INSERT INTO test.timeseries (m, meta) VALUES ('server1-cpu', { 'region':'west' } );
SELECT * FROM test.timeseries;
EOF

 m           | t                           | meta               | v
-------------+-----------------------------+--------------------+----
 server1-cpu | 2016-04-10 11:30:00.000000z | {'region': 'west'} | 10
 server1-cpu | 2016-04-10 11:31:00.000000z | {'region': 'west'} | 20
 server1-cpu | 2016-04-10 11:32:00.000000z | {'region': 'west'} | 15

Search for wide rows only where v=10 and fetch the meta.region field.

curl -XGET "http://localhost:9200/test/timeseries/_search?pretty=true&q=v:10&fields=m,t,v,meta.region,_source"

"hits" : [ {
      "_index" : "test",
      "_type" : "timeseries",
      "_id" : "[\"server1-cpu\",1460287800000]",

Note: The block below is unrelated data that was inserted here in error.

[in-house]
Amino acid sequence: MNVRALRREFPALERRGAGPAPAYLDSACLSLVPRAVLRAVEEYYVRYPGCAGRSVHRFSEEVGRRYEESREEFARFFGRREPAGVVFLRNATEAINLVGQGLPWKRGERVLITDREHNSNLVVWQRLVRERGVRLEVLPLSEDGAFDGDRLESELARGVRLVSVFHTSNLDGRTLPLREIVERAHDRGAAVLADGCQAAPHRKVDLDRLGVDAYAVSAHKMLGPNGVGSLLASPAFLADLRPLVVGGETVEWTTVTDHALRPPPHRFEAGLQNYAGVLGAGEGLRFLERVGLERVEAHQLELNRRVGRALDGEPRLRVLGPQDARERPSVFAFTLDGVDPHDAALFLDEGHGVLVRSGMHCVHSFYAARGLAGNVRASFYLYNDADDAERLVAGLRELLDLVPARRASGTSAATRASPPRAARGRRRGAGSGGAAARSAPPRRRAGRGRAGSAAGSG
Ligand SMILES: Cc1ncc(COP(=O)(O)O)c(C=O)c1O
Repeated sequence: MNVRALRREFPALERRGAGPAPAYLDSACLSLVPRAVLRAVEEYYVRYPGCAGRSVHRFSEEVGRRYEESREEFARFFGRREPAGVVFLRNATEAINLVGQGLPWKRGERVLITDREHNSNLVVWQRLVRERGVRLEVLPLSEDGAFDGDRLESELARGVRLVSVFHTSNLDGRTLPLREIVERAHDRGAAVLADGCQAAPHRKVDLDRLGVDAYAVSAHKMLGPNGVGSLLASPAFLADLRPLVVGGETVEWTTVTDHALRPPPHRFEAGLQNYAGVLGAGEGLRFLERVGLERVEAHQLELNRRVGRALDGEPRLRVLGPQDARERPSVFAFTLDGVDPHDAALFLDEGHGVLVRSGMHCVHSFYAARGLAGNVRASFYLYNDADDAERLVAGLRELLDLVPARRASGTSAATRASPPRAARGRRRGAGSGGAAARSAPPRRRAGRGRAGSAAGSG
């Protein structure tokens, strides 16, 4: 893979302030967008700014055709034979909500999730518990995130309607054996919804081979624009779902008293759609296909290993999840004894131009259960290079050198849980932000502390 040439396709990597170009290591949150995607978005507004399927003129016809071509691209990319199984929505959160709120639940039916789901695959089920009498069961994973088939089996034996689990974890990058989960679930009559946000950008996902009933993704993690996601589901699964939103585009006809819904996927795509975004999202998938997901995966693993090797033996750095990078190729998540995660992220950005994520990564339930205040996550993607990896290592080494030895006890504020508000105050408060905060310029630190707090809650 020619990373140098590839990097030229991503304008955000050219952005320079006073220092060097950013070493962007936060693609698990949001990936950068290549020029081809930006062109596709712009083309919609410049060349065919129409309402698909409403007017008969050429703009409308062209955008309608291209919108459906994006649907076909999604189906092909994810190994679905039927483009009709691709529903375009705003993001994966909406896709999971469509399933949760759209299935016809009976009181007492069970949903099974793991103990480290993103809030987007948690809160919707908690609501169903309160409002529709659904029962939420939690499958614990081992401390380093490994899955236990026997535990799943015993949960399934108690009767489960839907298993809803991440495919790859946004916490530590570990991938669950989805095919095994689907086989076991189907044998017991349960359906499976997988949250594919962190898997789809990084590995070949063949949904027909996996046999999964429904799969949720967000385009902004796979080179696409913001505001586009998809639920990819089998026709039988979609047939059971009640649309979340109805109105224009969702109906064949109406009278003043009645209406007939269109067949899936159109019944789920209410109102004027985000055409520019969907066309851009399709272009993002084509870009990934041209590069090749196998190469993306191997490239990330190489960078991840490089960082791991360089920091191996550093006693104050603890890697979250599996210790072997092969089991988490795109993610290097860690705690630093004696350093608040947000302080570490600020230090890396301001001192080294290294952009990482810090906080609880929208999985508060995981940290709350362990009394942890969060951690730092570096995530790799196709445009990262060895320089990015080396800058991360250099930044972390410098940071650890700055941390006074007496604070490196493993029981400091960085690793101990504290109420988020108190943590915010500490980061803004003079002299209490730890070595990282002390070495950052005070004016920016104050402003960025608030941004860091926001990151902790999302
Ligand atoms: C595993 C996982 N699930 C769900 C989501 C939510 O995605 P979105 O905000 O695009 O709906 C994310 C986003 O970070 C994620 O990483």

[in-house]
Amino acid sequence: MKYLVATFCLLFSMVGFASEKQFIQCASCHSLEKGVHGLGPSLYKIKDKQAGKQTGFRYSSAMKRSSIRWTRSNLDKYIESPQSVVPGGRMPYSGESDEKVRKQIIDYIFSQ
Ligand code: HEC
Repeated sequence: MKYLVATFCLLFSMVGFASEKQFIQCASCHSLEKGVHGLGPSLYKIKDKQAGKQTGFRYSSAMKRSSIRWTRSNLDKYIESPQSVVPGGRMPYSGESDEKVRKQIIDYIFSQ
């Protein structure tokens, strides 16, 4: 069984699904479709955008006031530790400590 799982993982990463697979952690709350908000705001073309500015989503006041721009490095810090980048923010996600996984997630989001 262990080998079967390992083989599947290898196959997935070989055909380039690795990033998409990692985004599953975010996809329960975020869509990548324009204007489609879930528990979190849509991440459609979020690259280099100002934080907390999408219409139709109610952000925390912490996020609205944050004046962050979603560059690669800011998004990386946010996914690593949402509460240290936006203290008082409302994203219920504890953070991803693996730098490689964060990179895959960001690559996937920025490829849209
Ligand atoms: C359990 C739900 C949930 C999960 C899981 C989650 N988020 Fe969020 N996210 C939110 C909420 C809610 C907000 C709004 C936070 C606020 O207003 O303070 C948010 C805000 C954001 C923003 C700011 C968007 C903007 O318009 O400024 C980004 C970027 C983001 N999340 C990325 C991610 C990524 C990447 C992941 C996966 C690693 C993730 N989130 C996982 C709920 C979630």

"_score" : 1.9162908,
      "_routing" : "server1-cpu",
      "_source" : {
            "t" : "2016-04-10T11:30:00.000Z",
            "v" : 10.0,
            "meta" : { "region" : "west" },
            "m" : "server1-cpu"
      },
      "fields" : {
        "meta.region" : [ "west" ],
        "t" : [ "2016-04-10T11:30:00.000Z" ],
        "m" : [ "server1-cpu" ],
        "v" : [ 10.0 ]
      }
    } ]

Search for rows where meta.region=west, returns only a static document (i.e. document containing the partition key and static columns) because index_static_document is true.

curl -XGET "http://localhost:9200/test/timeseries/_search?pretty=true&q=meta.region:west&fields=m,t,v,meta.region"
"hits" : {
    "total" : 1,
    "max_score" : 1.5108256,
    "hits" : [ {
      "_index" : "test",
      "_type" : "timeseries",
      "_id" : "server1-cpu",
      "_score" : 1.5108256,
      "_routing" : "server1-cpu",
      "fields" : {
        "m" : [ "server1-cpu" ],
        "meta.region" : [ "west" ]
      }
    } ]

If needed, you can change the default behavior for a specific Cassandra table (or elasticsearch document type), by using the following custom metadata :